By Joanna Newman

THE spring rally in pigs has proved short-lived and futures prices are plummeted 13% in a month following another week of losses.

The Chicago June lean hogs futures contract dropped to 51.5¢/lb (70.3p/kg) on Tuesday (2 June), compared with 53.6¢ just a week previously.

The contract is now at its lowest point since January.

Clearly the market has still not recovered from the monthly cold storage report released by the US Department of Agriculture a couple of weeks ago, which showed that oversupply is even worse than producers had feared.

As reported previously, stocks of pork bellies were up almost 87% year-on-year in April.

Looking ahead, it seems that the industry has failed to react to last years market freefall by taking the necessary steps to shrink the national herd.

Headcount statistics and farrowing intentions paint a worrying picture of structural imbalance through the rest of 1999, according to analysts.

Traditional pig farmers, who saw their income drop 28% on average in 1998, are blaming market conditions on industry consolidation into the hands of a small number of large operators.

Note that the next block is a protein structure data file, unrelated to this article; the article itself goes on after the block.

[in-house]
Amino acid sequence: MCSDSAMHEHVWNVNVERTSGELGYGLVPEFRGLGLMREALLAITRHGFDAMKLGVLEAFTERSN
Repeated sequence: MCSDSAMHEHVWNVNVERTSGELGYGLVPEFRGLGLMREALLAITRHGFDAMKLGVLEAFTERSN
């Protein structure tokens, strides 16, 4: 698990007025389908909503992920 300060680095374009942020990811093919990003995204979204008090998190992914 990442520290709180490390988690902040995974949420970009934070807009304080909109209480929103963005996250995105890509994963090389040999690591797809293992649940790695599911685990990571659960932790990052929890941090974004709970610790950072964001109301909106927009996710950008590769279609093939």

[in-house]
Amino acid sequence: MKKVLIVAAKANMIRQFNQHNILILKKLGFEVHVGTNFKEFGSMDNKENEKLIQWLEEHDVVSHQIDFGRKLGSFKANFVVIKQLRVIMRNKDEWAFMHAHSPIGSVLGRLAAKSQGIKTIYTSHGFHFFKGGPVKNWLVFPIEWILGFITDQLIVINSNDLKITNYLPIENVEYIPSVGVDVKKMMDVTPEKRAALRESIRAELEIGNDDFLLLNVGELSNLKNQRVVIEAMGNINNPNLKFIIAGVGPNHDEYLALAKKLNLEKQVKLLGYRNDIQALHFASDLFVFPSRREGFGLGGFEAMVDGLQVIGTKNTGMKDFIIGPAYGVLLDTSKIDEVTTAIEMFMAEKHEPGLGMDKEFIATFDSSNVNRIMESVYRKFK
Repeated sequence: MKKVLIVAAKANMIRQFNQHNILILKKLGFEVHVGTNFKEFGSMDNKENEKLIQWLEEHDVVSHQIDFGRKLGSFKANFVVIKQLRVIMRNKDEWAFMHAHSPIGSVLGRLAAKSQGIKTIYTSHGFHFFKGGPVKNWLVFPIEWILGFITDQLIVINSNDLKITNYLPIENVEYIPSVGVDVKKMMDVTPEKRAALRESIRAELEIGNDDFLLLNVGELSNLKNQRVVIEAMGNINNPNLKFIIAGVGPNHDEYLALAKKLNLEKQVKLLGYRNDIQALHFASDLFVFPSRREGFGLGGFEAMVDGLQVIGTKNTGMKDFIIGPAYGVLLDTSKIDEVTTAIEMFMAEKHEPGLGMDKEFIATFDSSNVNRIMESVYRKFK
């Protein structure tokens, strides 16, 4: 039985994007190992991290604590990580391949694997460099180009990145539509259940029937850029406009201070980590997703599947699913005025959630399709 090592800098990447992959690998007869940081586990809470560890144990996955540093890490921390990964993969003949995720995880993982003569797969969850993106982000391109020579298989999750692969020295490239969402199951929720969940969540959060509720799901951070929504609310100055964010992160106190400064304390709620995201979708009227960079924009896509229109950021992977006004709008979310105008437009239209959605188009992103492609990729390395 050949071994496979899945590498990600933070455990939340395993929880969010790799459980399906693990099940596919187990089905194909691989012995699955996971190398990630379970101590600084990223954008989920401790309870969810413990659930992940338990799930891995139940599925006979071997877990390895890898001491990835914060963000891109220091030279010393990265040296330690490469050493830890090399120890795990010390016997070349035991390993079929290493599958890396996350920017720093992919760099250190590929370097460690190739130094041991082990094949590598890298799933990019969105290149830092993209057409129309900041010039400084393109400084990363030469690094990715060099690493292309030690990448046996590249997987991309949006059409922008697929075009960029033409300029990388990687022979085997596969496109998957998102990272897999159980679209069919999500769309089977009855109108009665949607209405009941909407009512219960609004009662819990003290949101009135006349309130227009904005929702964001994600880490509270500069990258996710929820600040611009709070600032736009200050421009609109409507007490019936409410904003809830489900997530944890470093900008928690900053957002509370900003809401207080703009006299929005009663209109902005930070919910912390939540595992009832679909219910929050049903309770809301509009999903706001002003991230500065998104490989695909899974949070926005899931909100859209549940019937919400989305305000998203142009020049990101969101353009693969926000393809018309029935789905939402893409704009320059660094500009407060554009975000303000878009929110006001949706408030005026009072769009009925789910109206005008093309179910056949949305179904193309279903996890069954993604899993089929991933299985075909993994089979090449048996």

Hard-pressed family producers are becoming increasingly active and outspoken. A group named the Campaign for Family Farms has gathered 18,500 signatures to force a referendum on the mandatory pork checkoff.

This is a controversial scheme that collects money from producers to pay for national pork promotion.

On the bright side, the drop in pig prices should ultimately feed through to the supermarket shelf and will make pork more competitive against beef.

While pig values have been dropping, the feeder (store) cattle market has moved in the opposite direction, climbing 5.5% over the past month.

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